On the final day of the 2012 NAELA Annual Conference in Seattle in April, Attorney David A. Cechanowicz, JD, MSFS from Albuquerque, New Mexico, delivered an eye-opening presentation entitled “Maximizing Social Security Income for Dual Income Boomers”. His message was so novel and surprising to many of the boomers and other members of the National Academy of Elder Law Attorneys in the audience that this issue of the ElderCounselor e-newsletter addresses the topic, with permission of Attorney Cechanowicz.
As we all know and statistics confirm, the American population is aging, people in general are living longer than past generations
did, and in many cases women outlive men. For these reasons, it is important for people in their sixties to make the best choices in how they elect to claim their Social Security retirement benefits. For some people – particularly for those with diseases that make a relatively early death likely – election to start receiving their Social Security retirement benefits as early as possible may be the best choice. However, for many, starting to receive their Social Security retirements later can result in a large increase in the total amount of benefits received over the rest of their lives. What most of us are unaware of is that married people have the option to receive Social Security benefits under their own work record, their spouse’s work record, or in some circumstances, both their own and their spouse’s work record. If the choices made are not optimal, the result can be less than maximum monthly benefits for two, three or even four decades – a very long time.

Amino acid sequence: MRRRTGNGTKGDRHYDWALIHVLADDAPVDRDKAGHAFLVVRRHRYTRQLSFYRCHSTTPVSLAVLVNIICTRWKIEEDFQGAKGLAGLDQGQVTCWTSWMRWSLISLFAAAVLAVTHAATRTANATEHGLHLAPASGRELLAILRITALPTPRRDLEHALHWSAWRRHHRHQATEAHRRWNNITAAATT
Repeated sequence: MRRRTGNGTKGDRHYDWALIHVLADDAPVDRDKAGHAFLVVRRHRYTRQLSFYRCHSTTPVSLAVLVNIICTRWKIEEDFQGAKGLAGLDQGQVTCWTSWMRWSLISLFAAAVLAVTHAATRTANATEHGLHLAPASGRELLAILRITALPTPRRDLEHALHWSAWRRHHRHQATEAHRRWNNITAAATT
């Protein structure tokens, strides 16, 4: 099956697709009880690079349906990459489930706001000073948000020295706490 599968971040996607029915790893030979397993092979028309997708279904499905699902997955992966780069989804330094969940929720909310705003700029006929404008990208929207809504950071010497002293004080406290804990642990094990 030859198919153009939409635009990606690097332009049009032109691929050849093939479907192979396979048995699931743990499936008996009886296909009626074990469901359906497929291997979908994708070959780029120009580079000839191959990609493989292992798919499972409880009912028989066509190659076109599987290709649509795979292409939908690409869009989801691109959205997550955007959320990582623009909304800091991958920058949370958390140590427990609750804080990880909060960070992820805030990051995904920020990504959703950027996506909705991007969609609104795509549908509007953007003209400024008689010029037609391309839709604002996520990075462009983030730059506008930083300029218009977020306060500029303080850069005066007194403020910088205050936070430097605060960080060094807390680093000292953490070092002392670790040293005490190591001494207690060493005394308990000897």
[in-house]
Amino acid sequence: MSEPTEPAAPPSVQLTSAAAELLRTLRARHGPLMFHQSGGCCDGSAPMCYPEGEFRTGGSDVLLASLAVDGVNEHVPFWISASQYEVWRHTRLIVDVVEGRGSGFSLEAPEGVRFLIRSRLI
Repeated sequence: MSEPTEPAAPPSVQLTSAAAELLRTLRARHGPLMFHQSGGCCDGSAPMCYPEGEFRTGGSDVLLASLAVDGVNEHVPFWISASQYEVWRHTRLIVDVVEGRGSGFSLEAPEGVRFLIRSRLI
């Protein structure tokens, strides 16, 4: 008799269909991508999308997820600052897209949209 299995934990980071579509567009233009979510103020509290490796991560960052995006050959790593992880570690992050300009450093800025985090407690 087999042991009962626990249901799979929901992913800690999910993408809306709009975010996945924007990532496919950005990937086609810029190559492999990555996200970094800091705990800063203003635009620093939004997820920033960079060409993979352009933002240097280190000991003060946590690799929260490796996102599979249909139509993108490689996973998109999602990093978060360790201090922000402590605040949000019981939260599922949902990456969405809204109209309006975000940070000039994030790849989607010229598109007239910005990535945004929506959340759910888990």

Planning Note: Married people have the option to receive Social Security benefits under their own work record, their spouse’s work record, or both, in some circumstances.
The members of the baby boom population (defined as those born between 1946-1964) born in 1946 are now 65 years old or have recently turned 66 years old. For the next 17 years, an average of more than 10,000 boomers per month will turn 65. This huge population of people needs to make decisions about when to start receiving their Social Security retirement benefits. Some have already elected to start receiving benefits as early as age 62.
The annual statement entitled “Your Social Security Statement” was mailed to taxpayers automatically for the past several years. The Social Security Administration stopped sending this statement automatically in 2011 due to budget constraints, but announced in February 2012 that it would begin sending the statements again to workers age 60 or older who are not yet receiving benefits.